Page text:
Algis Remeza, a senior vice president at Moody’s Investors Service, said that several credit factors have made CLOs attractive. He cited the default rate for the speculative grade loans collateralizing deals, which was just 1.71% in the past year and is projected to remain well below the 4.7% historical average since the 1980s. Contributing to this trend is the strong liquidity in the leveraged loan market, which has spurred a binge of refinancing, thereby reducing default risk by lowering corporate borrower’s debt servicing costs.

CLOs also have a long track record of healthy performance: Less than 2.5% of all tranches of CLO assets have become impaired since Moody’s began rating them.

CLOs, both those issued before the financial crisis and those issued post crisis, also remain over-collateralized, Remeza said. Another factors driving new issuance include the development of CLOs tailored to new investors. For example, transactions tailored to the specific currency needs of triple-A investors are starting to emerge.

Another factor contributing to demand for CLOs is simply cost. “CLOs are cheap,” said Oliver Wriedt, co-president of CIFC Asset Management. “I think it’s the only way to explain this tremendous volume that we’ve seen yet again.” Even with the slow start to the year, Wriedt said his firm is ahead of last year’s pace in terms of both number of deals (five more than year-to-date 2013) and volume (up $2.7 billion year-on-year).

While new loan issuance is the driver CIFC’s CLO issuance, in terms of value, CIFC is keeping its eye on the secondary trading market for loans that, “CLO issuance notwithstanding”  are underperforming on a total return basis, Wriedt said.

“We anticipate there will be buying opportunities in the secondary,” said Wriedt, “where we can begin to build portfolios not just around aggregating new-issue collateral, but really take advantage of some volatility in the secondary market, perhaps for first time since the summer of 2011.”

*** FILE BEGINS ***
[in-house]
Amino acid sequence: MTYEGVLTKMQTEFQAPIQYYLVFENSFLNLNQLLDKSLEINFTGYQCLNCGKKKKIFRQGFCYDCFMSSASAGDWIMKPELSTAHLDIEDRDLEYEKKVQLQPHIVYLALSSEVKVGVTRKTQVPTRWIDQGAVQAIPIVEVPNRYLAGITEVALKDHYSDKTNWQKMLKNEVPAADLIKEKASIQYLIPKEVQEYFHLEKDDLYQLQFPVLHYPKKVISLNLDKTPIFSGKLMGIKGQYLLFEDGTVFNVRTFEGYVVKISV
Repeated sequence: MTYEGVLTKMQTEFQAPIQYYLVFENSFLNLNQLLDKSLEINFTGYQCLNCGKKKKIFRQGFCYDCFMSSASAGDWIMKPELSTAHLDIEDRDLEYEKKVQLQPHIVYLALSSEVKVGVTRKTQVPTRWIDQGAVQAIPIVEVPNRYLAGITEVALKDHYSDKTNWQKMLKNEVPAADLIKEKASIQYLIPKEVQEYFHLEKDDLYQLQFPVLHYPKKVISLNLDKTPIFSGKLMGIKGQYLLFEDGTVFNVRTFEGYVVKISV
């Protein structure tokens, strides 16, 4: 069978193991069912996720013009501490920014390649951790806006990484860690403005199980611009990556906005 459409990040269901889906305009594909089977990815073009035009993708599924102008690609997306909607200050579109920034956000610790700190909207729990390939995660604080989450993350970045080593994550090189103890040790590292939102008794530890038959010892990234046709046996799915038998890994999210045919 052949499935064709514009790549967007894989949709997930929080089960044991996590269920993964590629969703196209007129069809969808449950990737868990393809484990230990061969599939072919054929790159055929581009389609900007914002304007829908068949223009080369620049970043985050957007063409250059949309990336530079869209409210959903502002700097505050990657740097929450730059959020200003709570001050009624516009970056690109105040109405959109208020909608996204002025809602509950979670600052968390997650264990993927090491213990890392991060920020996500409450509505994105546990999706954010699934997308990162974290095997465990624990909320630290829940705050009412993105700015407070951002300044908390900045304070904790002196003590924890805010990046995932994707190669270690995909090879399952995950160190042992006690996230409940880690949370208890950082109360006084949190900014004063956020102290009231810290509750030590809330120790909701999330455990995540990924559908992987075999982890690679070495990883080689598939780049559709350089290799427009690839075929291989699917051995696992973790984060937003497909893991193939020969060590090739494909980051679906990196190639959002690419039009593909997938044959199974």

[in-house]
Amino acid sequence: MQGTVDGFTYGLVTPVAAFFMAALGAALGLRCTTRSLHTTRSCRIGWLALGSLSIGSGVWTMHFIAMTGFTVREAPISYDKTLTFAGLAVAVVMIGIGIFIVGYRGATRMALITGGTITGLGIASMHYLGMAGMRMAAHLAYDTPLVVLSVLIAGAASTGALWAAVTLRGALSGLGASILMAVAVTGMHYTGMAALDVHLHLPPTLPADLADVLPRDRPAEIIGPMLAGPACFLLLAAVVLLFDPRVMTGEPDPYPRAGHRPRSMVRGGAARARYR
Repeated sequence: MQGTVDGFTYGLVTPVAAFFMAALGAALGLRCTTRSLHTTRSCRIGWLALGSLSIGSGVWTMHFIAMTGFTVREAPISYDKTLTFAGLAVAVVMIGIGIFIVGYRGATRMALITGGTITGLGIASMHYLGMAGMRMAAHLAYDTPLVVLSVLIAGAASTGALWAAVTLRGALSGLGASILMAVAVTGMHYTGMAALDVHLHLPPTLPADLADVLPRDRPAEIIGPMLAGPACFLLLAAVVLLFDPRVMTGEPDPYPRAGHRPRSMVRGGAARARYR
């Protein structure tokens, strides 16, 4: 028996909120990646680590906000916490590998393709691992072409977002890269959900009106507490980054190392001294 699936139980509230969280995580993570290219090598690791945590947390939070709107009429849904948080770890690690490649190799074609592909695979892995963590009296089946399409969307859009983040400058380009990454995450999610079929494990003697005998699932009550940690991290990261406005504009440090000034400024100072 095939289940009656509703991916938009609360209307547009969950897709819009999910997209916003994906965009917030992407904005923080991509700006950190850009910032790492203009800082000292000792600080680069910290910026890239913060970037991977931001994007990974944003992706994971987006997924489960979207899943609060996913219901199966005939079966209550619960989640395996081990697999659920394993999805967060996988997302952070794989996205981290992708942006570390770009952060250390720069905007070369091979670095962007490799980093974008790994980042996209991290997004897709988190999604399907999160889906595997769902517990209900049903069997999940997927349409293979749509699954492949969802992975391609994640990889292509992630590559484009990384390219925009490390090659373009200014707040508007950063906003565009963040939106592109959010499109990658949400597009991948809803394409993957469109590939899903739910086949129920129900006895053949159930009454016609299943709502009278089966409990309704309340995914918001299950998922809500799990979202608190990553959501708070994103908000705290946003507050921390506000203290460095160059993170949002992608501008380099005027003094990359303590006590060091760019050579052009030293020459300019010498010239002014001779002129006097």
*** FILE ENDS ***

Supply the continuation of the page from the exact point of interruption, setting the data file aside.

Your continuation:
Goldman Sachs’ Roy says that most market participants have a “bullish” short-term outlook on credit.

“Over the last couple of months, we’ve seen a little bit of easing of demand for the underlying loans, which has improved the actual picture a little bit for CLOs,” Roy said.

“And you’ve seen triple-A [CLO] spreads beginning to compress — [but] nowhere near as dramatic as some folks might have expected.” Senior tranches of recent deals have priced at spreads of 145-150 basis points over Libor, compared with recent highs in the 155-160 basis point range.

Wells Fargo also cited the “good relative value” and “a quality performance history” of CLOs in its revised issuance forecast. Other factors that will drive new issuance include the possibility of $40 billion - $45 billion in “runoff” as older CLOs pay down or are called; a large number of managers looking to issue deals; and the possibility that “onerous” risk retention rules will take effect in 2016, which may push issuance forward.

However, the report cited several possible headwinds to increase primary volume this year, including: “less market depth” compared with other sectors of the asset-backed market, especially for triple-A rated securities; pressure on returns of CLO equity securities, specifically due to outsized retail demand for loans; and the resulting disconnect between spreads on senior CLO tranches and spreads on loans backing these deals.